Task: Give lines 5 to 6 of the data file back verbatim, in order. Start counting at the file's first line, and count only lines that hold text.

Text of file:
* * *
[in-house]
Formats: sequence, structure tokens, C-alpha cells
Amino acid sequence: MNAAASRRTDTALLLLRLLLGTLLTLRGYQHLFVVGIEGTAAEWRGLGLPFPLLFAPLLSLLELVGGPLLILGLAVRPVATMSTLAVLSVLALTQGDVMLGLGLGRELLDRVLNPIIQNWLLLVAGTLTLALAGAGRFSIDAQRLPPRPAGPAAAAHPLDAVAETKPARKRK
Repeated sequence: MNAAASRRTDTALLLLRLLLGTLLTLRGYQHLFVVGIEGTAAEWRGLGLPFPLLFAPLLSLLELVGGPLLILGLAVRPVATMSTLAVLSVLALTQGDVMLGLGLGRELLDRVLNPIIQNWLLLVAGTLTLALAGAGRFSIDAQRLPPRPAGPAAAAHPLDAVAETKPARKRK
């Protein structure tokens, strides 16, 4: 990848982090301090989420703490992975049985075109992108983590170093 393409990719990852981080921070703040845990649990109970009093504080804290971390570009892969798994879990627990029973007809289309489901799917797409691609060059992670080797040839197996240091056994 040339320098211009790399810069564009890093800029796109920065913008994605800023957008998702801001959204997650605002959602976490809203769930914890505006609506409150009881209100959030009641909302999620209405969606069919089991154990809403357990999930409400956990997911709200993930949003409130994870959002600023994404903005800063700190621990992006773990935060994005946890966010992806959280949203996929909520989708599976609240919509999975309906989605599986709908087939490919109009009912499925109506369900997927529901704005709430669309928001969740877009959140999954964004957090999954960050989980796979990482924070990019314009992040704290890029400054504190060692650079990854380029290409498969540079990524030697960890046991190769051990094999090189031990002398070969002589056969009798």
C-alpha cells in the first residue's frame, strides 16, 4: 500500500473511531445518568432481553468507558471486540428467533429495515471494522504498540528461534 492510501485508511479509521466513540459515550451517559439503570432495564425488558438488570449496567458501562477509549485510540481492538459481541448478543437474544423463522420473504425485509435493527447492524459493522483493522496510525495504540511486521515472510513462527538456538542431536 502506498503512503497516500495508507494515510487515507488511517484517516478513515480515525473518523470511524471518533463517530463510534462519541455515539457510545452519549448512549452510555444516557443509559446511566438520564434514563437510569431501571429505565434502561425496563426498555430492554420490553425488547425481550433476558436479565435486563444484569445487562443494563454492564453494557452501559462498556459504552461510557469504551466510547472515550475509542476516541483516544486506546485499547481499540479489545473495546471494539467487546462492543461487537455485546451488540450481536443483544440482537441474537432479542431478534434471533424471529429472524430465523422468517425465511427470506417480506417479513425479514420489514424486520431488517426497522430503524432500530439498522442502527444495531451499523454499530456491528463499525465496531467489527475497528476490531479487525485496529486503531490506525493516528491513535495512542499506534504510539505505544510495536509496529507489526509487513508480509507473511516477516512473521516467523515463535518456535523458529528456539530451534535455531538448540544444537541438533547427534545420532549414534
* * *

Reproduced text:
């Protein structure tokens, strides 16, 4: 990848982090301090989420703490992975049985075109992108983590170093 393409990719990852981080921070703040845990649990109970009093504080804290971390570009892969798994879990627990029973007809289309489901799917797409691609060059992670080797040839197996240091056994 040339320098211009790399810069564009890093800029796109920065913008994605800023957008998702801001959204997650605002959602976490809203769930914890505006609506409150009881209100959030009641909302999620209405969606069919089991154990809403357990999930409400956990997911709200993930949003409130994870959002600023994404903005800063700190621990992006773990935060994005946890966010992806959280949203996929909520989708599976609240919509999975309906989605599986709908087939490919109009009912499925109506369900997927529901704005709430669309928001969740877009959140999954964004957090999954960050989980796979990482924070990019314009992040704290890029400054504190060692650079990854380029290409498969540079990524030697960890046991190769051990094999090189031990002398070969002589056969009798």
C-alpha cells in the first residue's frame, strides 16, 4: 500500500473511531445518568432481553468507558471486540428467533429495515471494522504498540528461534 492510501485508511479509521466513540459515550451517559439503570432495564425488558438488570449496567458501562477509549485510540481492538459481541448478543437474544423463522420473504425485509435493527447492524459493522483493522496510525495504540511486521515472510513462527538456538542431536 502506498503512503497516500495508507494515510487515507488511517484517516478513515480515525473518523470511524471518533463517530463510534462519541455515539457510545452519549448512549452510555444516557443509559446511566438520564434514563437510569431501571429505565434502561425496563426498555430492554420490553425488547425481550433476558436479565435486563444484569445487562443494563454492564453494557452501559462498556459504552461510557469504551466510547472515550475509542476516541483516544486506546485499547481499540479489545473495546471494539467487546462492543461487537455485546451488540450481536443483544440482537441474537432479542431478534434471533424471529429472524430465523422468517425465511427470506417480506417479513425479514420489514424486520431488517426497522430503524432500530439498522442502527444495531451499523454499530456491528463499525465496531467489527475497528476490531479487525485496529486503531490506525493516528491513535495512542499506534504510539505505544510495536509496529507489526509487513508480509507473511516477516512473521516467523515463535518456535523458529528456539530451534535455531538448540544444537541438533547427534545420532549414534